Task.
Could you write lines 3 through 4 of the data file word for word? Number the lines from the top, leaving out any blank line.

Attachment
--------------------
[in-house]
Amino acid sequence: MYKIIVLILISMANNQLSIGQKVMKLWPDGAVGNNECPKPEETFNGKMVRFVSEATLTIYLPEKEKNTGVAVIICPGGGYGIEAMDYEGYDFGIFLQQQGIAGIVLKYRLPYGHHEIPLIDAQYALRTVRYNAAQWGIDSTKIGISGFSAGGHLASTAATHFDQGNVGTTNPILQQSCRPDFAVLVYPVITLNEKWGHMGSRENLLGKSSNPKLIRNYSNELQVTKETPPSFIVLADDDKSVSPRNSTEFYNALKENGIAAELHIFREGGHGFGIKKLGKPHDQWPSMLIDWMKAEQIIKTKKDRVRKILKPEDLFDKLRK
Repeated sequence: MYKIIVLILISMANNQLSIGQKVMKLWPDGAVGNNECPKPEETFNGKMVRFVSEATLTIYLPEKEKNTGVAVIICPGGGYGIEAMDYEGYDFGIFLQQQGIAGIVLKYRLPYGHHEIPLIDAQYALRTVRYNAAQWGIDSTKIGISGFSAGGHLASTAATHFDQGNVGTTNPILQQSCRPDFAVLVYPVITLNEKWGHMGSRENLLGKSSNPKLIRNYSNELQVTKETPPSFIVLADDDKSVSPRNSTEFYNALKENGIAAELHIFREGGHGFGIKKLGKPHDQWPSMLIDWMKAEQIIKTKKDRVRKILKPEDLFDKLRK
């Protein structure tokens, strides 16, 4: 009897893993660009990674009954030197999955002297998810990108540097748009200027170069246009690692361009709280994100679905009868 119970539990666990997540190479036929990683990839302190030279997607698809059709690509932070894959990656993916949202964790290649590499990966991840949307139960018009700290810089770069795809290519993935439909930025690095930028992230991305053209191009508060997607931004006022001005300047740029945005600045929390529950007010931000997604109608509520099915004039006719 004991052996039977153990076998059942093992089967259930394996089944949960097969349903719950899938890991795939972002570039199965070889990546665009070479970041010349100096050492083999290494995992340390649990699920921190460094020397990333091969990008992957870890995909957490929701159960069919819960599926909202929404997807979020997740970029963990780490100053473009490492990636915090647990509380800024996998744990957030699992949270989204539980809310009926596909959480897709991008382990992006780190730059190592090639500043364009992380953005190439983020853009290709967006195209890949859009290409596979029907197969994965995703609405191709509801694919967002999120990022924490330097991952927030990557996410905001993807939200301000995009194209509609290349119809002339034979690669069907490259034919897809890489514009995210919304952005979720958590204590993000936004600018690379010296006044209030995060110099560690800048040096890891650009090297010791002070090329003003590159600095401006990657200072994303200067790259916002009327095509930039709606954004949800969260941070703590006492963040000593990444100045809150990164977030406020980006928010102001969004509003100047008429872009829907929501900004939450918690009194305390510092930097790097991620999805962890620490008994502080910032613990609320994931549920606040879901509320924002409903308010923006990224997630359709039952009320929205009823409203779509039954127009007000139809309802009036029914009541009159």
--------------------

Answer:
Repeated sequence: MYKIIVLILISMANNQLSIGQKVMKLWPDGAVGNNECPKPEETFNGKMVRFVSEATLTIYLPEKEKNTGVAVIICPGGGYGIEAMDYEGYDFGIFLQQQGIAGIVLKYRLPYGHHEIPLIDAQYALRTVRYNAAQWGIDSTKIGISGFSAGGHLASTAATHFDQGNVGTTNPILQQSCRPDFAVLVYPVITLNEKWGHMGSRENLLGKSSNPKLIRNYSNELQVTKETPPSFIVLADDDKSVSPRNSTEFYNALKENGIAAELHIFREGGHGFGIKKLGKPHDQWPSMLIDWMKAEQIIKTKKDRVRKILKPEDLFDKLRK
């Protein structure tokens, strides 16, 4: 009897893993660009990674009954030197999955002297998810990108540097748009200027170069246009690692361009709280994100679905009868 119970539990666990997540190479036929990683990839302190030279997607698809059709690509932070894959990656993916949202964790290649590499990966991840949307139960018009700290810089770069795809290519993935439909930025690095930028992230991305053209191009508060997607931004006022001005300047740029945005600045929390529950007010931000997604109608509520099915004039006719 004991052996039977153990076998059942093992089967259930394996089944949960097969349903719950899938890991795939972002570039199965070889990546665009070479970041010349100096050492083999290494995992340390649990699920921190460094020397990333091969990008992957870890995909957490929701159960069919819960599926909202929404997807979020997740970029963990780490100053473009490492990636915090647990509380800024996998744990957030699992949270989204539980809310009926596909959480897709991008382990992006780190730059190592090639500043364009992380953005190439983020853009290709967006195209890949859009290409596979029907197969994965995703609405191709509801694919967002999120990022924490330097991952927030990557996410905001993807939200301000995009194209509609290349119809002339034979690669069907490259034919897809890489514009995210919304952005979720958590204590993000936004600018690379010296006044209030995060110099560690800048040096890891650009090297010791002070090329003003590159600095401006990657200072994303200067790259916002009327095509930039709606954004949800969260941070703590006492963040000593990444100045809150990164977030406020980006928010102001969004509003100047008429872009829907929501900004939450918690009194305390510092930097790097991620999805962890620490008994502080910032613990609320994931549920606040879901509320924002409903308010923006990224997630359709039952009320929205009823409203779509039954127009007000139809309802009036029914009541009159």